Obviously it would be incredibly naive to expect the DS to replicate the experience of the Wii version given the massive gulf in the respective power of the two machines, but that doesn’t excuse the stupefying lack of imagination displayed in this lamentable release. The developers have decided to adopt a viewpoint similar to that of Alone in the Dark and Resident Evil, where each scene is pre-rendered and only the characters are displayed in three dimensions. Sadly, they’ve hit the same problems those two games faced well over a decade ago. Moving from one room to the next abruptly switches the viewpoint, often leaving the player running in a completely different direction due to a change of orientation. This problem is amplified by the already sluggish controls and the fact that Potter-pals Ron and Herminie – who remain at your side for the duration of the adventure – are continually getting in your way.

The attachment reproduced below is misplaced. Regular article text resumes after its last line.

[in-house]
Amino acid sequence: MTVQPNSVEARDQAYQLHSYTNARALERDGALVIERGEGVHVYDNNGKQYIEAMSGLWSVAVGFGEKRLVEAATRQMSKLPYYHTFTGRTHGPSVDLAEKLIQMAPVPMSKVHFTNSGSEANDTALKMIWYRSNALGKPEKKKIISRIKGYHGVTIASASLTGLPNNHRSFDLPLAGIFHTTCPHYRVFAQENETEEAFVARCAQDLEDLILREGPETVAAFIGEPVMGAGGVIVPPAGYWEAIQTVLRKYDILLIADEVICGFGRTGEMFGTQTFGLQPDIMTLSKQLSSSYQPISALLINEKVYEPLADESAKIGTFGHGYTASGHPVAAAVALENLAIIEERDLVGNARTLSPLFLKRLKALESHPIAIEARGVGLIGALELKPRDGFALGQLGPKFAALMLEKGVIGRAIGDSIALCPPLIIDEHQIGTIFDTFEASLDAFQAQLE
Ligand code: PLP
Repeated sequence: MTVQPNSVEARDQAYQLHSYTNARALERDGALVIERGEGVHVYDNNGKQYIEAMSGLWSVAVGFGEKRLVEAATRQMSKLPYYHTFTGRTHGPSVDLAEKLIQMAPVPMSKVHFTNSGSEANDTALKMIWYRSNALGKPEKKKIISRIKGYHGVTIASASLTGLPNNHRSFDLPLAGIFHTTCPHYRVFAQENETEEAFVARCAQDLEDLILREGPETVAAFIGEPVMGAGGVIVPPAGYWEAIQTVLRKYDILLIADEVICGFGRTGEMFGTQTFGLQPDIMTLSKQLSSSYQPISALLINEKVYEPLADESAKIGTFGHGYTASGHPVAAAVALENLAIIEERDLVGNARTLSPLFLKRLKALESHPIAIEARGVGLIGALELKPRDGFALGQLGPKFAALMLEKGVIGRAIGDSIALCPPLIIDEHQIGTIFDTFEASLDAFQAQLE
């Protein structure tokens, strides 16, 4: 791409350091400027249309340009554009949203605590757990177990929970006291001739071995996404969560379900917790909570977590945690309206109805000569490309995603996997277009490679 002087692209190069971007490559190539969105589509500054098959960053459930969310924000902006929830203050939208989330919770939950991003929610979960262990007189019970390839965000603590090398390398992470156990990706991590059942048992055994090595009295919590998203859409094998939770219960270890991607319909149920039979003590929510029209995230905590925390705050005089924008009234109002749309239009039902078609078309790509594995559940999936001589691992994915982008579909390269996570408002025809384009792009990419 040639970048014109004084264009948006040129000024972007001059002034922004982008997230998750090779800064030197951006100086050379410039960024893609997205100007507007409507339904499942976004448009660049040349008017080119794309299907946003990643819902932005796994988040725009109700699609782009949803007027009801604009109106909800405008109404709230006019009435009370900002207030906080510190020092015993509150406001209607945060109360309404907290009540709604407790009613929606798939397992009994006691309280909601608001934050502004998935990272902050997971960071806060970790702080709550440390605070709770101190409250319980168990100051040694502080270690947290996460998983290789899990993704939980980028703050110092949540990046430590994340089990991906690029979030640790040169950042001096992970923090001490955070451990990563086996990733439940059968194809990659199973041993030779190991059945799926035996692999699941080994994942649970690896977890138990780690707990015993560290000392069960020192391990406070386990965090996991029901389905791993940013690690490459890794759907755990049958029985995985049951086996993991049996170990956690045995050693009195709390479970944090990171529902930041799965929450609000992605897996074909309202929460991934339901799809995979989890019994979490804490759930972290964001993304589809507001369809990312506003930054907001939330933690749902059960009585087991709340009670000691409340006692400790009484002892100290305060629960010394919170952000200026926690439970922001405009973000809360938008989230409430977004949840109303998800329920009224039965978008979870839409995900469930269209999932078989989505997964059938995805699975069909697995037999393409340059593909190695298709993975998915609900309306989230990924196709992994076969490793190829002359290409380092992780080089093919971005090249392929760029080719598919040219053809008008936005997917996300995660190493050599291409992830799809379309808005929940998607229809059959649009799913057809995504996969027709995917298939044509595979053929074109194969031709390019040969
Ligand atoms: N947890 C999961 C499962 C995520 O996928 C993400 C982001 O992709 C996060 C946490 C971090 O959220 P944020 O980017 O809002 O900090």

The game structure consists of running from one location to the next, speaking to a character, collecting an item, performing a mini-game task and then repeating the entire process until the game is finished. The design is hilariously poor – on several occasions the player is forced to traverse the entire length of Hogwarts just to speak to one person, who then prompt tells them to return to the part of the castle they’ve just come from. In terms of game structure, it’s inexcusably lazy.